This course examines methods and methodologies in studio art and art history. Students practice skills such as analyzing works of art for their visual, iconographic and socio-historical components, summarizing and critiquing scholarly texts and considering their methodological approaches, and giving public presentations. Students will have the opportunity to interact with all members of the department of Art and Art History and the Director of the Dalton Gallery, thus gaining a breadth and depth in their understanding of intersecting and complementary practices in areas of art and art history.

Course requisites: ART-144 or ART-150 or ART-160

ART-297: Topics in Art & Art History (4.00)

TOPICS IN ART AND ART HISTORY: This course introduces students to a special topic that combines art and art history. While topics will vary according to the professor's interest and expertise, they will ask students to consider the intersections and complementarity of art and art art history and to translate concepts across these fields. Description for "DIFFERENCE AND DOCUMENTARY MEDIA IN AMERICAN VISUAL CULTURE"--This course gives an overview of major debates in documentary media at the intersections of sexuality, race, and dis/ability in American visual culture. Photography and film serve as primary sources and the course culminates in a practice-based final project.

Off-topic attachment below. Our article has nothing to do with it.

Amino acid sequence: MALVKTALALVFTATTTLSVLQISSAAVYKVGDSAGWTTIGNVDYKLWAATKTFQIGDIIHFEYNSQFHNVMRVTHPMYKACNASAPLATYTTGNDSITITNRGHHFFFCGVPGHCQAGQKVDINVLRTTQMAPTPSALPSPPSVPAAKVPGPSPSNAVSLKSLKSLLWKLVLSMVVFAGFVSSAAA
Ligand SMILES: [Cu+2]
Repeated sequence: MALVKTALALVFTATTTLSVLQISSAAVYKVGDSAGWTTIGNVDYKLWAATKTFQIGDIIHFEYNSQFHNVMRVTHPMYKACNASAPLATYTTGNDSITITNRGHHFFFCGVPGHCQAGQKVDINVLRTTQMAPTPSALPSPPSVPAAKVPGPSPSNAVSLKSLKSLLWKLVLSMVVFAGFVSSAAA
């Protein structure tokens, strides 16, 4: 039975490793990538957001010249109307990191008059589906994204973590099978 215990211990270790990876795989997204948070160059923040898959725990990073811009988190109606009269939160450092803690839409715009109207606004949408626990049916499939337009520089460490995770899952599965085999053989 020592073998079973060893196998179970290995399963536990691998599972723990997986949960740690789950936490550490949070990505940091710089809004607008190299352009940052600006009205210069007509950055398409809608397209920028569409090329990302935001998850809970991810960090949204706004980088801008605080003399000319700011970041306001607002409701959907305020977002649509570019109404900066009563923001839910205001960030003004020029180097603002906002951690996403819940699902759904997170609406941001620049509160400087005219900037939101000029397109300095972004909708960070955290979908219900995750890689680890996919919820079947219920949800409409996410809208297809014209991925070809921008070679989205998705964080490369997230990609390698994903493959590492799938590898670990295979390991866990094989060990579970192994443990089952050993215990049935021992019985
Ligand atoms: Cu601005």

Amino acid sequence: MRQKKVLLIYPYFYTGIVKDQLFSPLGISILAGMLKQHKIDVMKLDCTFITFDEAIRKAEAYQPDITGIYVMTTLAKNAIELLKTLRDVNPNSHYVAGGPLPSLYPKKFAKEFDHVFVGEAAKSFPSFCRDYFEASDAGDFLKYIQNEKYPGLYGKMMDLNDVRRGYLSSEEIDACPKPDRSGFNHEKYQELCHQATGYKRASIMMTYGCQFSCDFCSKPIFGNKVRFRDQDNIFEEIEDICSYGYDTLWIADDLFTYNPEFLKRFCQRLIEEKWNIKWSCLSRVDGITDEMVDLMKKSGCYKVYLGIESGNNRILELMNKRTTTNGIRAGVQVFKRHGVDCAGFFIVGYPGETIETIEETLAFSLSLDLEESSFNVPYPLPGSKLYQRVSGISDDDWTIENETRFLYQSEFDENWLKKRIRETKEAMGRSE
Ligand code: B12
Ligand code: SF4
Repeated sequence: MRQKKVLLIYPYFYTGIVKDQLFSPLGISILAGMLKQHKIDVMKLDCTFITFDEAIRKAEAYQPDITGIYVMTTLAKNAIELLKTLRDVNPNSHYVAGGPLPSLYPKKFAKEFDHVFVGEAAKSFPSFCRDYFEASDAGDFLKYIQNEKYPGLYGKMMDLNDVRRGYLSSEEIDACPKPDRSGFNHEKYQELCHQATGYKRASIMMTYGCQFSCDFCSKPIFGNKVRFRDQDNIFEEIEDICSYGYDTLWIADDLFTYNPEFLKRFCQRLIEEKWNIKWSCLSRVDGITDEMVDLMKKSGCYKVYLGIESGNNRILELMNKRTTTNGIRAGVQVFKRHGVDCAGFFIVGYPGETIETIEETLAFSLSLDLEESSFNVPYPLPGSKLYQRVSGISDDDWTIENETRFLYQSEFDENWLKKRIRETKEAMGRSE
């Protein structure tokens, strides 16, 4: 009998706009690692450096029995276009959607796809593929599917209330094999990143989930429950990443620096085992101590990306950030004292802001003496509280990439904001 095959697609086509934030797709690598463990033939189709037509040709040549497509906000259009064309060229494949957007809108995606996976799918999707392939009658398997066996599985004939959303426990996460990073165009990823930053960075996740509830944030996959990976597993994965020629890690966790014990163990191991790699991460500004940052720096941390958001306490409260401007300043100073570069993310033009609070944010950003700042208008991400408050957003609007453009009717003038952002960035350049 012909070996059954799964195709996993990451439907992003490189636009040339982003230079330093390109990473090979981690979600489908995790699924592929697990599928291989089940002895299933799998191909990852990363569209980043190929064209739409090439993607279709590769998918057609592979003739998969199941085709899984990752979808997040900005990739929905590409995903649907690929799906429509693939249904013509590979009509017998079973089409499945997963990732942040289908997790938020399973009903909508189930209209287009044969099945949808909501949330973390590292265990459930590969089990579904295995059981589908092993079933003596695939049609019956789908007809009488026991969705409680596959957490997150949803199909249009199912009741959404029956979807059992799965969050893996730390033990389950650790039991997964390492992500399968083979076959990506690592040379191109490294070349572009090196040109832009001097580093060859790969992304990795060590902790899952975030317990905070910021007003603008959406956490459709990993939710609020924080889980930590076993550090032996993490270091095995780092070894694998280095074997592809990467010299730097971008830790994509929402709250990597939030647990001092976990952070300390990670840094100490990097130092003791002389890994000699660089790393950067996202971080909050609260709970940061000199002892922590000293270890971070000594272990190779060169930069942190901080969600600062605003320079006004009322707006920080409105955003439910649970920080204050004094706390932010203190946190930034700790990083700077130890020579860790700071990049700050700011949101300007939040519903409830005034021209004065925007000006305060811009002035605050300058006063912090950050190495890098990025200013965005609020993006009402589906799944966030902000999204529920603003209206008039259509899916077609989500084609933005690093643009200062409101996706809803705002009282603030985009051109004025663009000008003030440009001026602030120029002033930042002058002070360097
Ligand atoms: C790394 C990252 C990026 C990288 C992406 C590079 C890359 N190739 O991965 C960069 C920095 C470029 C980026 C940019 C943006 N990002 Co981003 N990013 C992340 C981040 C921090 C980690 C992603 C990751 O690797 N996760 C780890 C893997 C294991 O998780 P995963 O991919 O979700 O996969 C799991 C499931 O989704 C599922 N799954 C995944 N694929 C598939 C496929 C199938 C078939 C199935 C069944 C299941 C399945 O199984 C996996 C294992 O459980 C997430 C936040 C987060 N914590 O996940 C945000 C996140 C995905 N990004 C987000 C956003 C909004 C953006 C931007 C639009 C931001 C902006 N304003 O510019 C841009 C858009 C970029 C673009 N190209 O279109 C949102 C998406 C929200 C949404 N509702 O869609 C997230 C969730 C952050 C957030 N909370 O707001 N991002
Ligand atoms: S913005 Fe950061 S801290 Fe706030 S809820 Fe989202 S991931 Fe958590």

Course requisites: ART-144, 150 or 160

ART-360: Thinking Through Art & Art History (4.00)